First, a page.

Dog biting in a mondo cane
Do dog attacks and prejudice go hand-in-hand (or tooth in tooth)? May depend on the pack you come from.
The scars are still visible where the big black dog attacked me 20 years ago. If you have a good eye, you can count the tooth marks of the bite showing how he grabbed my leg in his jaw and pulled the flesh of my calf away from the bone.
The surgeon did a good job, though. The indentation from the lost tissue is slight and the individual stitches are not discernable. I don’t walk with a limp either.
My sister, too, was once attacked by a dog. She was three years old and had unwittingly disturbed the normally-friendly neighborhood collie. He had taken her face in his jaws and clamped down. She lost a lot of blood and came close to losing an eye. Her scars today are limited to an imperceptible dotted line below her right eye and a few indentations beneath her jaw.
Yet both my sister and I love dogs and have owned them for years. My sister’s most recent pet was a crossbreed of skittish disposition that adored her. They exercised together, watched TV together, slept together, and were devoted to each other. She was heartbroken when he died.
My current canine companion is a small min-pin mix. Jade is a slight and sociable gal that shamelessly begs for kisses — and cookies — from everyone she meets. Because of her stature, few people are afraid of her. (There are a few, but not many). However, before she came along, I had a Weimaraner, a large grey hunting dog. Although Homer was a sweet and gentle giant, some folks feared him because of his imposing size and his musculature. Strangers would back away, telling me they were afraid because they had been attacked by dogs in the past. I would look at them uncomprehendingly. Duh?
Walking with Homer through the streets of my town, I used to note peoples’ reactions — as obvious as the scars on my leg. I always pulled him to a tight leash when I saw a woman with a stroller, figuring a mother might be worried about my dog’s reaction to a pair of chubby arms. But some mothers would steer their strollers close so their toddlers could stroke Homer’s fur as they passed by. These were the mothers crooning, “Look at the beautiful dog,” and reaching out to pet Homer themselves.
Other women holding children by the hand jerked their small charges away, the mothers’ faces drawn and tense. The child in question might wriggle in protest, but the mom would be fearfully adamant.
A well-dressed lady of a certain age; I might think her apprehensive and would pull my dog away. Instead she would approach with outstretched arms, sighing, “Oh how beautiful,” while stroking Homer’s noble head.
An elegantly attired man might stiffen as we walked by. I would be tempted to loosen my hold on Homer’s collar so my dog would “accidentally” brush the man’s jacket. I would resist the impulse but smile to myself as the man eyeballed us nervously.
I think of these encounters often these days, every time we pass a group of dark-skinned young men on the street. More than a handful of North Africans live in my town, drawn by the prospect of jobs not available in their home countries. We have a mosque nearby; couscous is available in some supermarkets, and women in flowing Arab dress can be seen shopping the main streets, children in tow.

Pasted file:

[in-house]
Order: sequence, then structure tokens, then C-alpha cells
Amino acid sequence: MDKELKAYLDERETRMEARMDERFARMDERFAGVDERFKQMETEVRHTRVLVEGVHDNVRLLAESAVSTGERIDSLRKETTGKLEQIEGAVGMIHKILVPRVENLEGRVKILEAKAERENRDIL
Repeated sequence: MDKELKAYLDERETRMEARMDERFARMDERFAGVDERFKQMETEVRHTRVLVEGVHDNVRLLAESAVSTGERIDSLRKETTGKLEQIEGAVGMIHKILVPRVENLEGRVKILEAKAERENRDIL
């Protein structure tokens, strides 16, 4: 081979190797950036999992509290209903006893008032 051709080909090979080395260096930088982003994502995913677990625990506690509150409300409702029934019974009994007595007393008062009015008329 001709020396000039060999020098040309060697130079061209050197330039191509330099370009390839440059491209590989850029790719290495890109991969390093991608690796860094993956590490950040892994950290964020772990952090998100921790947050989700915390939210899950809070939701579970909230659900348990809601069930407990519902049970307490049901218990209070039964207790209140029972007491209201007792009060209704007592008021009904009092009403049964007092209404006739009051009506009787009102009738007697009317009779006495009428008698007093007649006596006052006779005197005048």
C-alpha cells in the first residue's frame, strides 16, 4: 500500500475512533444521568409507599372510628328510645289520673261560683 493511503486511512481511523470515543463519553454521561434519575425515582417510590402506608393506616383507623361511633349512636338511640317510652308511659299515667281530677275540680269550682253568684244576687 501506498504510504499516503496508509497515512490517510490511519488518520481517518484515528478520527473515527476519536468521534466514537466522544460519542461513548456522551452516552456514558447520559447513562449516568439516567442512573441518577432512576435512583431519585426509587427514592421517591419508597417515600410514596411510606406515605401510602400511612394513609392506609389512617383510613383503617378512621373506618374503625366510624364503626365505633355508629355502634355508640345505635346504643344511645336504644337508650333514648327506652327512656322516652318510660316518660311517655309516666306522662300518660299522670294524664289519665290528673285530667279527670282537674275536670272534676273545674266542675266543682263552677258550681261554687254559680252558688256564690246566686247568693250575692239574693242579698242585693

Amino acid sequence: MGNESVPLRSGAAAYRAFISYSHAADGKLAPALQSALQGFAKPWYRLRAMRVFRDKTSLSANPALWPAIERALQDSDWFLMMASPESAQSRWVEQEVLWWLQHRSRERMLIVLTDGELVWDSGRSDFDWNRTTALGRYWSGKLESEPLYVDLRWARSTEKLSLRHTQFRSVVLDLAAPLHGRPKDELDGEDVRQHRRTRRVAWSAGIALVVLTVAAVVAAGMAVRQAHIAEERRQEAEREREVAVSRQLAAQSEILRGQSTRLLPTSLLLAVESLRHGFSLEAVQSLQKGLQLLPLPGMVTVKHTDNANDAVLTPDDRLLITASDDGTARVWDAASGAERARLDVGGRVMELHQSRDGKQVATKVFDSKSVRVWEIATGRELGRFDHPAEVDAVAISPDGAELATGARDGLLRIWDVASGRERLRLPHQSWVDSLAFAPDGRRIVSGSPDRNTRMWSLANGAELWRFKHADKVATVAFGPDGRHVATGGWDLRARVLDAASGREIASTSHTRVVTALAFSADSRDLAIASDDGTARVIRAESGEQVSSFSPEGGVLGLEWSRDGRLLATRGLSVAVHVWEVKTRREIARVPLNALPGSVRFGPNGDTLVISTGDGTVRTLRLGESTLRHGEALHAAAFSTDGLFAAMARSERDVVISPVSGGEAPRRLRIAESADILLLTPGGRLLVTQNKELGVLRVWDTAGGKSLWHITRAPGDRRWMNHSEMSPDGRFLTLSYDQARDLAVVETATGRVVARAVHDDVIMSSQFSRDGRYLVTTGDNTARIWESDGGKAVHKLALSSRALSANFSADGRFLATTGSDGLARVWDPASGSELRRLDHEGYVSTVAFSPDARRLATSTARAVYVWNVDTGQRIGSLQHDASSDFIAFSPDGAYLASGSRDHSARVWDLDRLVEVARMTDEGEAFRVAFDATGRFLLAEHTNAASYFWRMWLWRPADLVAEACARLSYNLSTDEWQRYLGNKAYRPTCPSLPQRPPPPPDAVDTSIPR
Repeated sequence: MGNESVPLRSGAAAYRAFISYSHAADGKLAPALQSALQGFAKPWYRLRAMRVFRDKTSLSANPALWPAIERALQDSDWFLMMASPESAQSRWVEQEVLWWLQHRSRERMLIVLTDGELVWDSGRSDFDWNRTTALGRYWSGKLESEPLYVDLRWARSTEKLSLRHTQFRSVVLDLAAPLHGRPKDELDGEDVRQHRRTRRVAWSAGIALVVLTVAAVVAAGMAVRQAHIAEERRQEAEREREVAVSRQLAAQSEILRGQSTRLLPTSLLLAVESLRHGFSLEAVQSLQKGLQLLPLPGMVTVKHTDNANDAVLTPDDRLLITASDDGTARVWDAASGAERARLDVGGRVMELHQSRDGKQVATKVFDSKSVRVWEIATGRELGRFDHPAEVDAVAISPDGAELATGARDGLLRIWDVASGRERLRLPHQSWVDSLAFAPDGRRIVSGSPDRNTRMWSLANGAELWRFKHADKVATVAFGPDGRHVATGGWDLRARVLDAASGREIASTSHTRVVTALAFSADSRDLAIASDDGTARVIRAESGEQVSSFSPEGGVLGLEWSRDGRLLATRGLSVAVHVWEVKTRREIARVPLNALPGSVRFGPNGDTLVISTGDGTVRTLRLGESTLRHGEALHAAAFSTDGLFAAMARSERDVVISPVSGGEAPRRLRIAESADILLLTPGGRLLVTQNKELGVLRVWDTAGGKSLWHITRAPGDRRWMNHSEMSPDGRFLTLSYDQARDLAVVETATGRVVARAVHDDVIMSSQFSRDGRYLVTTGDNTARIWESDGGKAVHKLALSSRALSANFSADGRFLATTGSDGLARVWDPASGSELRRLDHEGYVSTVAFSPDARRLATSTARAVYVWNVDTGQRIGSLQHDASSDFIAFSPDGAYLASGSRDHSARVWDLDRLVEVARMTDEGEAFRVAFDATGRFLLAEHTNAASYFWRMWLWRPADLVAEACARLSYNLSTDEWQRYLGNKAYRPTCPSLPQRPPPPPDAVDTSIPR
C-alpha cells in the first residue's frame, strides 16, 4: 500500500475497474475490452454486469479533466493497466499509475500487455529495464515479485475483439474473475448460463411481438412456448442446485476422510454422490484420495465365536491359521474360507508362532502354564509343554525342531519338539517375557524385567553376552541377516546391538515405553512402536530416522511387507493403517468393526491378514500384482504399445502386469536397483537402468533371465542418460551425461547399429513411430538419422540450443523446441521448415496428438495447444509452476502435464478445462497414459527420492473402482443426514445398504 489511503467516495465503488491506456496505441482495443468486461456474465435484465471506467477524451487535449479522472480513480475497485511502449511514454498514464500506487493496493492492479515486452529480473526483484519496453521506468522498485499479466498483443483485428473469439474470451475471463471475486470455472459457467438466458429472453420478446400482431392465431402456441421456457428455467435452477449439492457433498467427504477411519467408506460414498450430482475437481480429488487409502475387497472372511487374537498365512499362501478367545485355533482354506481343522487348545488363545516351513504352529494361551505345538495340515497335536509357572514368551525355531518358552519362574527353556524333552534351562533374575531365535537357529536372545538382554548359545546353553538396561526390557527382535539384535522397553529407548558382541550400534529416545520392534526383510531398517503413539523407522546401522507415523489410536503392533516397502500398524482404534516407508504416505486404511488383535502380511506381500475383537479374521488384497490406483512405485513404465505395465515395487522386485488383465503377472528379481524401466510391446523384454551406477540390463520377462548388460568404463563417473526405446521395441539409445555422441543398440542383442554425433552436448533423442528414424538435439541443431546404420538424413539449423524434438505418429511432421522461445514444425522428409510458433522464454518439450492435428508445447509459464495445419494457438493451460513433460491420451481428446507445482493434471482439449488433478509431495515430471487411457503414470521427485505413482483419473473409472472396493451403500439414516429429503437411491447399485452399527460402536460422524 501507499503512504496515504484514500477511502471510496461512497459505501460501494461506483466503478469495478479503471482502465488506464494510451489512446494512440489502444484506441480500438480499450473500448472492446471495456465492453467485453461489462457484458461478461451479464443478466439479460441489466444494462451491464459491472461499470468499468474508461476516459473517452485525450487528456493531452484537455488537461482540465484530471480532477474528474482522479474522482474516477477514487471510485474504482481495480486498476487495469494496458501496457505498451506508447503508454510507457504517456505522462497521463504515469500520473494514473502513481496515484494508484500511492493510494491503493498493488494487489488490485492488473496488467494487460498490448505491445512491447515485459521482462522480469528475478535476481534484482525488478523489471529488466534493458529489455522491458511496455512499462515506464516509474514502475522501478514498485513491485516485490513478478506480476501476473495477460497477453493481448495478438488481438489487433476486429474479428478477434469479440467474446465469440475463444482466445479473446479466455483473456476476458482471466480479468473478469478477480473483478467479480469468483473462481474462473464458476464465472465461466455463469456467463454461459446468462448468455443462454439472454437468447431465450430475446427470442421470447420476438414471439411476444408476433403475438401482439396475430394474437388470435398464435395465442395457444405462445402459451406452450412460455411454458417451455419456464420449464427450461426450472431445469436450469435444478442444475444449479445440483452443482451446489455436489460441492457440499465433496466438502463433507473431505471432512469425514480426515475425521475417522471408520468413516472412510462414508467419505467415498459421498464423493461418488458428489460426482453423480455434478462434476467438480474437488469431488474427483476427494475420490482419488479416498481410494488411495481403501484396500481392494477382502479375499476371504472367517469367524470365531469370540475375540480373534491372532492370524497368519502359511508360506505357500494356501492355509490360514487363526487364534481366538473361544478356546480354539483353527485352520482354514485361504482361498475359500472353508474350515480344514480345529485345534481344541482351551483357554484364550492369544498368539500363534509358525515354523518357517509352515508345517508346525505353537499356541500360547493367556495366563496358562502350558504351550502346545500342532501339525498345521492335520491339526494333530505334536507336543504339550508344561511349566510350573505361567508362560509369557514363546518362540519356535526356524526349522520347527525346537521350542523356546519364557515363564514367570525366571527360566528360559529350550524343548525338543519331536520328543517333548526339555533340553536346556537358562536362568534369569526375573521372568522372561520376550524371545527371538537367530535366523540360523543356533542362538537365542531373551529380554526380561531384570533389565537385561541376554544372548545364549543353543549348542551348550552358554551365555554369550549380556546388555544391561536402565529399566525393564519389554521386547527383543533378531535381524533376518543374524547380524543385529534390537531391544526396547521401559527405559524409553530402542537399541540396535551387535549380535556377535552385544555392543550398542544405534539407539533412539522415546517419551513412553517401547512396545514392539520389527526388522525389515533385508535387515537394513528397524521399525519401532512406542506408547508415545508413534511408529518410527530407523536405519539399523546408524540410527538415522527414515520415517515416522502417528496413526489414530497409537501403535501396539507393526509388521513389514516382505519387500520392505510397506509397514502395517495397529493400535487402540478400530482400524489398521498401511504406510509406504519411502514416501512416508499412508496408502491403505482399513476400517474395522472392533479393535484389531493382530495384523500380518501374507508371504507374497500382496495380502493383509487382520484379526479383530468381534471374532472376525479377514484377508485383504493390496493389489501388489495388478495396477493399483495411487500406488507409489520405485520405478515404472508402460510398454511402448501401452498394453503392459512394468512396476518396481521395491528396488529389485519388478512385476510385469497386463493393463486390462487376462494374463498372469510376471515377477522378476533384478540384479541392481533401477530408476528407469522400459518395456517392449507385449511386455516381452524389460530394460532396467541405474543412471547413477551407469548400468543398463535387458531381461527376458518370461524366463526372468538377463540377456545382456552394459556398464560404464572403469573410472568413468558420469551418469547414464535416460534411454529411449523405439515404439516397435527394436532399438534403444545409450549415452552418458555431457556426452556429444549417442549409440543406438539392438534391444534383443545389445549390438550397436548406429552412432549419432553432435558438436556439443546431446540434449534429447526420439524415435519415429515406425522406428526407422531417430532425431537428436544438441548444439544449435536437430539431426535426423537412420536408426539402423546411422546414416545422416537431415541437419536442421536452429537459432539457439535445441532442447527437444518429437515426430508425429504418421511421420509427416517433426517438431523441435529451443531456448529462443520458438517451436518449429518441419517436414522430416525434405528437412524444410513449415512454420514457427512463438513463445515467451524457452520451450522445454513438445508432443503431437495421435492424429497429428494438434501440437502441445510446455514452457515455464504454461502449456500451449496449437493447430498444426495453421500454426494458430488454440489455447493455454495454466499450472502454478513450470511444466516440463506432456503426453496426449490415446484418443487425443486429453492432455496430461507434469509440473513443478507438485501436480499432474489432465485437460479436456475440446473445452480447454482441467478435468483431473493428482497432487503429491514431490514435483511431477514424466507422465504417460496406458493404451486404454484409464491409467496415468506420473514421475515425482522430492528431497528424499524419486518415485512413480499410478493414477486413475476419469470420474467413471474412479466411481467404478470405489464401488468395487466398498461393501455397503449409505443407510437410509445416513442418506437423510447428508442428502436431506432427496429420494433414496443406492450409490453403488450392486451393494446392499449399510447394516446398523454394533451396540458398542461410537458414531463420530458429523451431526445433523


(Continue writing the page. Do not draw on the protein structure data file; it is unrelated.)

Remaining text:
Some long-time residents in our town draw back when they see these “immigrants” or “foreigners”: those are the kindest words used to describe the newcomers.
But my mind doesn’t make an automatic connection between “Muslim” or “Middle Easterner” and “terrorist” the way my mind doesn’t equate all dogs with my attacker. My parents brought me up to believe that dogs were good, with a few exceptions. One should be careful, one should ask before petting a strange dog, but one shouldn’t be afraid of a dog just BECAUSE it is a dog.
I am thrilled when people on the street want to pet Jade straightaway, sensing her innate goodness without having to ask. I am honored when people ask if they can pet her, and do so enthusiastically when I give them the “okay”. I respect the people who excuse themselves and shy away nervously because, well, they weren’t brought up the way I was, in a home full of animal-lovers.
But I am angered by the people who impose on their children their own prejudices, who jerk their children away without thinking of the consequences — of the irrational fear they are instilling in their offspring. Isn’t the role of a parent to make the child a better person than the parent? That takes information, inquiry, and sometimes courage. Parents are not the only ones; we all need courage to face life. Small spurts of courage for the mundane frustrations of daily life and massive doses for the monstrosities. We cannot be naïve. We have always to be prepared for the dog that attacks without apparent provocation (although there are always signs. We are not always astute enough to read them correctly). The black dog went for my leg. He could have gone for my throat. The collie could have blinded my sister.
Yet what of all the dogs who have given us so much love? They don’t leave scars; they leave auras of affection. Had my sister and I succumbed to the prejudices of conventional experience, we never would have known the joys dog ownership can bring. Had my family succumbed to the prejudices of ethnic stereotyping, we would not have the pleasure of our Iranian, Egyptian, Russian, Moroccan, and Serbian friends.
Anyway, if you should meet me while I am walking with my dog, don’t be afraid. Jade doesn’t bite and neither do I, unless attacked. Shall we assume the same about you?